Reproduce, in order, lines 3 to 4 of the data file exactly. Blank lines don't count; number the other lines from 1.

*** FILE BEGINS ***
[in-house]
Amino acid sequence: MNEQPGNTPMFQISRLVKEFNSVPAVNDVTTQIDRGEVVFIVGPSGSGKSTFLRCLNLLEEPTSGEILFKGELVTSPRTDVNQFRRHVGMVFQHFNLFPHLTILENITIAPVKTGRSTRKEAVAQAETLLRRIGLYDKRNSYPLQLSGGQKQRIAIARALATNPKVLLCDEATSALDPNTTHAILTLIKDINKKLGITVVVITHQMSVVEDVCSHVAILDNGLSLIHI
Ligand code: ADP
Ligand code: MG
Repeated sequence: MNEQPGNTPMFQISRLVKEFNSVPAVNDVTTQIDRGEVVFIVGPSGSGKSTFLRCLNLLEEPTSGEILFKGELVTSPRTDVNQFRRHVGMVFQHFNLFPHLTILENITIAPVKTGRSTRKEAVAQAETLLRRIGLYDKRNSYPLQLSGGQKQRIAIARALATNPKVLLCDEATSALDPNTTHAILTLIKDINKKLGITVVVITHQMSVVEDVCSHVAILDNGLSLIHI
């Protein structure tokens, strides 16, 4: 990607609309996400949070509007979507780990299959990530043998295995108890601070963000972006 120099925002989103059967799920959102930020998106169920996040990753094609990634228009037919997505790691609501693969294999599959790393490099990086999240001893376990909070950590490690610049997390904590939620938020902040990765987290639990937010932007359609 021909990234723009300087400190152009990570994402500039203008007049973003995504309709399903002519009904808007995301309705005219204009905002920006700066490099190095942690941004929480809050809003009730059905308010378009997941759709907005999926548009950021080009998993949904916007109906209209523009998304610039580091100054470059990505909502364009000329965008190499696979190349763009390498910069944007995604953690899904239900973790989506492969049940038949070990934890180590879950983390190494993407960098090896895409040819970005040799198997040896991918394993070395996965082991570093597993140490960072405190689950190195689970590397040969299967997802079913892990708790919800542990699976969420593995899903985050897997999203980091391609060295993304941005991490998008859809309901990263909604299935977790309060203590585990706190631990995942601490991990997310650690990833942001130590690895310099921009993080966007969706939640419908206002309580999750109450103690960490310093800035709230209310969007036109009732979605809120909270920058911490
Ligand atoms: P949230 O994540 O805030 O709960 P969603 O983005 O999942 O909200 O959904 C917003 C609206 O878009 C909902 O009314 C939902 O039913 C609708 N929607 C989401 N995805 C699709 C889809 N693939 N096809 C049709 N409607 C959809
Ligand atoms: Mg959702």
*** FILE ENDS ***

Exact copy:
Ligand code: ADP
Ligand code: MG